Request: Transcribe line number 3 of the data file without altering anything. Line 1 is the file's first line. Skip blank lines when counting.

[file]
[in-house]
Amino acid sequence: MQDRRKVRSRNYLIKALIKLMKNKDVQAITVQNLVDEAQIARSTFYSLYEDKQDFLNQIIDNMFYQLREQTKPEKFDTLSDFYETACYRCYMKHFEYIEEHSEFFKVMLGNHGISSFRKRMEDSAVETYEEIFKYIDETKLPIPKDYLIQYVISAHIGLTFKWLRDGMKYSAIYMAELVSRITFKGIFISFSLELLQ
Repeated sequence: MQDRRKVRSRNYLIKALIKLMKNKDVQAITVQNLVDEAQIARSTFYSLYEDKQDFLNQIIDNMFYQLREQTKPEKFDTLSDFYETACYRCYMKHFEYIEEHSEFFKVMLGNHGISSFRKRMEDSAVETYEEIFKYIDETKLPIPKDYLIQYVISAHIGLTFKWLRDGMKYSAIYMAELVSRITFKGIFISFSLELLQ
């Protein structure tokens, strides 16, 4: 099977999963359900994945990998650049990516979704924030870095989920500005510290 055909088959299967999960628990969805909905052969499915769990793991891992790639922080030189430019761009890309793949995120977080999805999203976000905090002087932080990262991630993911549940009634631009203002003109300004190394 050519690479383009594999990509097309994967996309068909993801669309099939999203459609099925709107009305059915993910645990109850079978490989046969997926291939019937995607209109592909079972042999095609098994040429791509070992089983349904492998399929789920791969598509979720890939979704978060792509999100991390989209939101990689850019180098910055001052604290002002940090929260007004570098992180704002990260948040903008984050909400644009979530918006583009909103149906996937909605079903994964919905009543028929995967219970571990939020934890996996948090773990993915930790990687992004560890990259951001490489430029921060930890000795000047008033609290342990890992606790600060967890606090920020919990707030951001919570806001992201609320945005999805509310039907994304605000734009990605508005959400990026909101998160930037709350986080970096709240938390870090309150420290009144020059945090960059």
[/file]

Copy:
Repeated sequence: MQDRRKVRSRNYLIKALIKLMKNKDVQAITVQNLVDEAQIARSTFYSLYEDKQDFLNQIIDNMFYQLREQTKPEKFDTLSDFYETACYRCYMKHFEYIEEHSEFFKVMLGNHGISSFRKRMEDSAVETYEEIFKYIDETKLPIPKDYLIQYVISAHIGLTFKWLRDGMKYSAIYMAELVSRITFKGIFISFSLELLQ